institutions are expected to stunt their investments in technology, according to a new survey.
Technology spending spiked 16% last year over 1997, according to Ernst & Young LLP's eighth annual survey on technology in financial services, released this week. The 1997 level was an 11% increase over 1996, which in turn had enjoyed a 10% uptick from 1995.
But percentage increases are expected to plummet to 8% this year and fall again to only 4% in 2000. They would remain relatively flat for the next two years, the 125 financial institutions surveyed predicted, increasing 5% in 2001 and 6% in 2002.
The pulling back appears to be a reaction to overspending last year. Respondents overshot the percentage increase for 1998 they had predicted a year earlier by 2%.
The unexpected increase was "probably due to the continuing expenditures on Y2K and European monetary union projects, combined with the rapid development of electronic commerce initiatives," said the report.
Slowing growth in technology spending is coinciding with an increasing need to invest in electronic commerce initiatives, and the apparent contradiction likely will create significant challenges.
"What we see is a collision course between the decreasing rate of spending growth and the ever-increasing demand for spending in the area of e-commerce," said Jim Scurlock, senior manager in the financial services industry group at Ernst & Young.
The part of the information technology budget devoted to discretionary projects -- as opposed to spending on ongoing maintenance and support -- dropped from 29% in 1996 to 26% in 1997, and plunged to 20% in 1998, the survey showed.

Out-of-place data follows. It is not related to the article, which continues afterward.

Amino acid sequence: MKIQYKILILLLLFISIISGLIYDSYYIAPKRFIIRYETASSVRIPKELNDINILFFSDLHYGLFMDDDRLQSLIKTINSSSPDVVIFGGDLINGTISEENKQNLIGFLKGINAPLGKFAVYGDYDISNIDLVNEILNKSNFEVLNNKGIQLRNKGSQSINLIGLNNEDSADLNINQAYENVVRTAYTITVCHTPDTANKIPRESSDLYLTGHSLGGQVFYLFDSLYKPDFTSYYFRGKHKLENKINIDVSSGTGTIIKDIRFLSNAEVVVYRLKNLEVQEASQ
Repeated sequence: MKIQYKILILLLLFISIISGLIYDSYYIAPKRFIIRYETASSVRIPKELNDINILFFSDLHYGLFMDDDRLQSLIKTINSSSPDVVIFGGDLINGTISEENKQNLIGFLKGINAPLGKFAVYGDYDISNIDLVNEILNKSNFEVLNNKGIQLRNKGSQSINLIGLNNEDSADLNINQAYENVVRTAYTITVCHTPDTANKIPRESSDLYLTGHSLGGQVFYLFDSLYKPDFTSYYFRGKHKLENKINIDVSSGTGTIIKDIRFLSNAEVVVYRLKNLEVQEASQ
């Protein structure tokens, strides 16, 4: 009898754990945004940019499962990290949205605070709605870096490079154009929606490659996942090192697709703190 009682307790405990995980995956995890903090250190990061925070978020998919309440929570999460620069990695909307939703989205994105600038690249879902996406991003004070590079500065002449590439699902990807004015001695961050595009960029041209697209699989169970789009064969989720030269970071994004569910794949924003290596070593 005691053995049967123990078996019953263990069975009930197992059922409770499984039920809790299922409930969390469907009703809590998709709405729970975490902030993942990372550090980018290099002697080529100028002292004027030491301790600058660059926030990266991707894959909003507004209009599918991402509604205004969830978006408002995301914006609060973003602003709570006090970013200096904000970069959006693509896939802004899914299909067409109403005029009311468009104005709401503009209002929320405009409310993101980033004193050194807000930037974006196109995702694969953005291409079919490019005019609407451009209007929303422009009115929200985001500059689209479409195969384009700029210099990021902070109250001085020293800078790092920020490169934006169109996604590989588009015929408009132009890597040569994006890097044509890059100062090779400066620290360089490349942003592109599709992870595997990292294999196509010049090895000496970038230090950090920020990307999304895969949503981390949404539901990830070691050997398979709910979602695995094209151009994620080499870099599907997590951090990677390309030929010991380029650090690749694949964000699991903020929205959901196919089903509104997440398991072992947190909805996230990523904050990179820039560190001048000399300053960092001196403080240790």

"E-commerce is still mostly considered discretionary spending," Mr. Scurlock said. Ernst & Young analysts attributed the discretionary-spending drop to the increase in total technology spending in 1998, which resulted from pumped-up non-discretionary programs like year-2000 remediation.
Respondents said they expected the percentage devoted to discretionary spending to rise to only 22% in 2002, well below the traditional figure of around 30%.
Deflated discretionary funding, combined with the expected slower growth in overall technology spending, "really limits the latitude (information technology) directors have to go out and fund discretionary projects," Mr. Scurlock said.
Still, financial executives expect to devote a larger percentage of their overall technology budgets to electronic commerce -- 10% in 1999, 12% in 2001, and 14% in 2002 -- according to the survey.
"Are these institutions prepared to spend money on electronic commerce? Yes," Mr. Scurlock said. "Will it be difficult to allocate funds? Yes."
Resolving the contradiction will not be straightforward, he added. "It's complicated and involves both technology and business people, and it can involve alliances with other companies."
One way executives may drizzle money on electronic commerce projects is by rationing it for other delivery channels like automated teller machine networks. While still important, ATMs may be "mature" enough in their development to require less funding, Mr. Scurlock said.